Duke pediatrician discusses effectiveness of screening students for COVID-19 prior to attending class

Following recent revised guidance from the North Carolina Department of Public Instruction that no longer requires school districts in the state to conduct COVID-19 screenings prior to student entry on campus, at least one district has already announced an adoption of the guidance.

On Monday, Mar. 29, Johnston County Public Schools announced via Twitter that they would discontinue screenings for staff beginning Apr. 5. Students will no longer be screened prior to entry effective Apr.12.

"We should focus more on trends over time," said Duke pediatrician Dr. Ibukun Kalu. "For the most part, kids don't necessarily present with fevers all the time when they have a COVID-19 infection. But if they're exposed or they have visible symptoms like cough or runny nose, abdominal pain, headaches that are persistent, I think it's important to let your school know and pull them out of in-person education until they can get tested."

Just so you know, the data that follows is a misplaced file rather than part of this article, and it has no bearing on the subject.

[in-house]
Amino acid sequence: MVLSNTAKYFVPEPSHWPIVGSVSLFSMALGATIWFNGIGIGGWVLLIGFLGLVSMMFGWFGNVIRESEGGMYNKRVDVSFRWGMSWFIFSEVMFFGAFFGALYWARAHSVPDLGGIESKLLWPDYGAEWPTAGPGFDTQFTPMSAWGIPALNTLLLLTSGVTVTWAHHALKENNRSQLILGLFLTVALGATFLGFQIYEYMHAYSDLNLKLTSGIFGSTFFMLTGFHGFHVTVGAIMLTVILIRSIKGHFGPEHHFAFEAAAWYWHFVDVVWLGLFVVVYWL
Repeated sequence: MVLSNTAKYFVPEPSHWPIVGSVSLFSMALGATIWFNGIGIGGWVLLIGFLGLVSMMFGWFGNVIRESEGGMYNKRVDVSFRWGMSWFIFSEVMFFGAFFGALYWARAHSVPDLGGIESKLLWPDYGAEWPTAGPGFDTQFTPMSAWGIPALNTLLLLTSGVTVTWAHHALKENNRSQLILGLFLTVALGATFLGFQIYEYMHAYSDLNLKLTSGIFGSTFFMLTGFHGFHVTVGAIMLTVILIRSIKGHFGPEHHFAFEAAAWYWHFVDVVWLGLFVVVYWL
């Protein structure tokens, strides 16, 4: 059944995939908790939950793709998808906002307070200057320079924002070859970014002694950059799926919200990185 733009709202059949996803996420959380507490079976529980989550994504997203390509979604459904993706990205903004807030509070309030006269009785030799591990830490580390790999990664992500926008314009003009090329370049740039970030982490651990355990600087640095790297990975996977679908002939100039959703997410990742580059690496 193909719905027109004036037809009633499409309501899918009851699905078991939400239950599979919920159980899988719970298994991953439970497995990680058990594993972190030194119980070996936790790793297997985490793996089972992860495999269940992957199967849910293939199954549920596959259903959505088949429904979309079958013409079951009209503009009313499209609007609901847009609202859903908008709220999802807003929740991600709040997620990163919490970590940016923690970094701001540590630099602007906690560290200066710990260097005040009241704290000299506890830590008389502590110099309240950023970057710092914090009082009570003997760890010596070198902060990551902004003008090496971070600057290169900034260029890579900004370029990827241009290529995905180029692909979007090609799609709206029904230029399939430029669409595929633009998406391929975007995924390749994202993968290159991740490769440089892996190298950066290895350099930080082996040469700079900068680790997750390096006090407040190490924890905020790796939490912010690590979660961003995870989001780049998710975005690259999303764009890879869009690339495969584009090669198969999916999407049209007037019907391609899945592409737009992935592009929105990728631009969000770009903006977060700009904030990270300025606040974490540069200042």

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Dr. Kalu encourages school-aged children to get vaccinated once they have the opportunity to do so.

In an e-mail sent to Eyewitness News, a representative for the largest school district in the state, Wake County Public School System, said they are currently still conducting health screenings and looking at the revised guidance to determine how it would change our procedures.

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WCPSS said they would have more information to share after spring break.

Dr. Kalu, however, said the risk of spread is not exclusive to a specific school.

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"The risk is not just based on school," she said. "People thinking about travel, thinking of people also thinking about broadening their circles getting together with family members they may not have seen or friends they may not have seen in a year."

If more schools decide not to screen students, Dr. Kalu said ultimately all parties involved are doing the best they can, given the circumstances.

"It's so much burden being put on, put on all the players, including the kids," said Dr. Kalu. "I'm hoping we can get to a point where there's no blame associated with finding an infection. I think parents are doing what they can by signing the contractual agreements -- by tracking visible symptoms. Every so often people may miss the temperature check but that's okay."
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